Moves to align more with its European identity and improve brand equity have already been made: Coty introduced its first branded perfume line, “Infiniment Coty Paris,” in May. The company has been building out prestige skin care, including with a new partnership with bio-fermented skin care company Orveda. The EMEA region accounts for much of the company’s business — 46 percent of sales in the third quarter of 2023, versus 42 percent in the US.

Even outside Europe, its French-leaning positioning has gone for strength. In 2020, Coty relaunched Monegasque sun care brand Lancaster in China; in March, the company unveiled brick-and-mortar stores and the ultra premium Lancaster Ligne Princieire.

The prestige beauty category has been unassailable: Sales in the overall category were up 16 percent in the first quarter of 2023 compared to 2022, while mass grew 10 percent according to market research firm Circana. Coty prestige revenue was up 10 percent and mass was up 6 percent in the quarter ending on March 31. Prestige now accounts for over 60 percent of Coty sales, improving Coty’s margin structure. Gross margin was 64 percent in the same period, up from 56 percent in 2021.

Coty’s mass market business — growing steadily, led in-part by a CoverGirl revamp — may stabilise the ship, but the higher end is where most of the company’s growth will come from, said Lizzul.

The renewed emphasis on identity comes as Coty is facing pressure on all sides of its business. Upstarts like E.l.f. and other digitally savvy brands have taken market share; and though Coty says there’s no risk of losing any fragrance licences in the next five years, the launch of Kering’s beauty division has thrown the long-term future of its luxury business into question. In 2022, half of Coty’s revenue came from prestige fragrance, where its top six brands accounted for 86 percent of that revenue. Coty licenses include Gucci, Burberry and Chloe.

Why now?

Nabi’s answer to the question “why now?” is “why not now?”

“It’s probably a good moment because the company has been consistently delivering good results, it was important to rebuild the trust,” said Nabi. Coty majority owner JAB Holdings signed off in the May announcement, pointing to Nabi’s leadership and turnaround as having made the dual listing structure possible.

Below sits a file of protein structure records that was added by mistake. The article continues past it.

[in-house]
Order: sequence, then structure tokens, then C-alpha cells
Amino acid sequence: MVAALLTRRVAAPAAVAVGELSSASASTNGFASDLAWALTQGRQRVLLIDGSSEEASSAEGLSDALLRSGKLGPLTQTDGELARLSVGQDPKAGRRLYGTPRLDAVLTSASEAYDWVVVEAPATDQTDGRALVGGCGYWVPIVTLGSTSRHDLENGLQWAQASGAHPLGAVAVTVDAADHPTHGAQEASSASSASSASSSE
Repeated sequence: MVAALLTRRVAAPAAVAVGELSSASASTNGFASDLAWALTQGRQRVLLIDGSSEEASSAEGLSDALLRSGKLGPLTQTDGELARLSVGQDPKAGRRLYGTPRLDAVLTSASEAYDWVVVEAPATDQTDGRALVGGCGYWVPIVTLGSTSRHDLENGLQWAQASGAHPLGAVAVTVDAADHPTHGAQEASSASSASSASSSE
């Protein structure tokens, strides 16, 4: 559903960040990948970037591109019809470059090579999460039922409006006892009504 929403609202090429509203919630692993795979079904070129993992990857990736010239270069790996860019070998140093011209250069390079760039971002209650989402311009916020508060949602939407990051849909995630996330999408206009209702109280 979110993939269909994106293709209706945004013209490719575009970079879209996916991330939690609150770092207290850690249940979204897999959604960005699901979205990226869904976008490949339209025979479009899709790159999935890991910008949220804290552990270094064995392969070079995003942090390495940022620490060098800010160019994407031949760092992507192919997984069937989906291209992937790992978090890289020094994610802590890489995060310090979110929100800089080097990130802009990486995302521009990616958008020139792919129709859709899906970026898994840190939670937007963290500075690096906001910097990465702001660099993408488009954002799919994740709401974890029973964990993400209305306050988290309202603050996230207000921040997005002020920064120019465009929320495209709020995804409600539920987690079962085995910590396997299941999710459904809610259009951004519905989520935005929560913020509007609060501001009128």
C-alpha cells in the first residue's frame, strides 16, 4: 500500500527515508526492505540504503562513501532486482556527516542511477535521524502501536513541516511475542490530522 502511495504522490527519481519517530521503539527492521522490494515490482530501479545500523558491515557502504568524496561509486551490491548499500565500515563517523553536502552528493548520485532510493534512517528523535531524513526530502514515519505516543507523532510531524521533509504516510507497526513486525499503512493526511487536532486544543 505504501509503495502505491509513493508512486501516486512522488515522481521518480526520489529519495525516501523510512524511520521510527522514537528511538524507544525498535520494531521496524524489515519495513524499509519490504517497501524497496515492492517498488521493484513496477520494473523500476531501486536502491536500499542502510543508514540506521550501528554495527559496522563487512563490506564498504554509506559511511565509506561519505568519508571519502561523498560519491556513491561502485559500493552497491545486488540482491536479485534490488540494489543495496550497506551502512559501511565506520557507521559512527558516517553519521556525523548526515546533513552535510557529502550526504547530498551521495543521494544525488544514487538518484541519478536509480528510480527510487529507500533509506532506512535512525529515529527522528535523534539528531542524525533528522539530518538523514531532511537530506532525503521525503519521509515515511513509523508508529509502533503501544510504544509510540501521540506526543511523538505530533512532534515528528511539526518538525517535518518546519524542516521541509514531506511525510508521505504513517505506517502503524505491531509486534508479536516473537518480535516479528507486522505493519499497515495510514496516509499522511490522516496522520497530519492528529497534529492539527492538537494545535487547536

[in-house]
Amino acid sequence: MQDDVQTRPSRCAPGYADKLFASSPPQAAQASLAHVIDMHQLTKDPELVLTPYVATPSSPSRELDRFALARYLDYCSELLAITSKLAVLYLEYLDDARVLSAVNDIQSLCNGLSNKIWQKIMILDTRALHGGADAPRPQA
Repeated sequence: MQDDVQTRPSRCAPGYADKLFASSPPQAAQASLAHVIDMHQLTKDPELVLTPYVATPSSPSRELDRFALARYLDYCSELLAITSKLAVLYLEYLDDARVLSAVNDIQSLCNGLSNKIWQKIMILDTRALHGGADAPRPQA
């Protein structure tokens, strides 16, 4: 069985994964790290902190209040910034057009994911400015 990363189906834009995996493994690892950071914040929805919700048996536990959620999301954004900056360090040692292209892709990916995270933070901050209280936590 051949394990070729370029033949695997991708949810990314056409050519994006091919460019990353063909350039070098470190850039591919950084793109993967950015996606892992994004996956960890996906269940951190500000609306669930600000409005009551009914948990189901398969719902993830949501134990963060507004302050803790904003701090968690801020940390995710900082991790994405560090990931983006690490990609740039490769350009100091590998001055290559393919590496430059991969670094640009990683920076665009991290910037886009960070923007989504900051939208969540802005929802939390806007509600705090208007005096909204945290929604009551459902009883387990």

The author has shared a Flourish data chart.You will need to accept and consent to the use of cookies and similar technologies by our third-party partners (including: YouTube, Instagram or Twitter), in order to view embedded content in this article and others you may visit in future.

Coty’s profits are improving. It has strong growth potential thanks to yet-to-be realised investments internationally and in new categories like skin care, said Wolfmeyer. Added to that, after being saddled with longtime debt since its purchase of a number of P&G brands, Coty has managed to get things under control financially — key to attracting new investors, said Lizzul.

Ultimately, the hope with a French listing is that it could boost Coty’s stock price and deliver benefits for investors. But whether Coty delivers has to do with its performance on the strategic initiatives laid out in 2021: stabilise and grow the consumer beauty business, accelerate luxury and prestige makeup, build a skin care portfolio, grow DTC, expand in China with prestige and invest in sustainability.

“Just having another listing may not be an outright positive catalyst, but a combination of strong execution, sales gains, margin expansion and optionality for other investors means the company will continue to do well,” said Lizzul.

Further Reading



With its new beauty division, Kering clearly wants to exert more control over its fashion houses’ beauty businesses. That could spell trouble for the companies that currently hold lucrative fragrance and cosmetics licenses.


About the author
Joan Kennedy
Joan Kennedy

Joan Kennedy is Editorial Associate at The Business of Fashion. She is based in New York and covers beauty and marketing.

In This Article

© 2024 The Business of Fashion. All rights reserved. For more information read our Terms & Conditions

More from Beauty
Analysis and advice on the fast-evolving beauty business.


A new crop of local perfume brands are reclaiming indigenous ingredients and reviving ancient fragrance-making techniques. But will that be enough to entice Indian consumers to swap international luxury perfumes for perfumes made at home?


Remedy Place, a luxury social wellness club, has completely rebranded the spa experience with an eye on the male demographic. This year, the company has an ambitious plan to expand starting with its third and largest 7,400-square-foot club in New York’s SoHo neighbourhood this spring and an upcoming product line that brings self-care into the home.


view more

Subscribe to the BoF Daily Digest

The essential daily round-up of fashion news, analysis, and breaking news alerts.

The Business of Fashion

Agenda-setting intelligence, analysis and advice for the global fashion community.
CONNECT WITH US ON
BoF Professional Summit - New Frontiers: AI, Digital Culture and Virtual Worlds - March 22, 2024
© 2024 The Business of Fashion. All rights reserved. For more information read our Terms & Conditions, Privacy Policy, Cookie Policy and Accessibility Statement.
BoF Professional Summit - New Frontiers: AI, Digital Culture and Virtual Worlds - March 22, 2024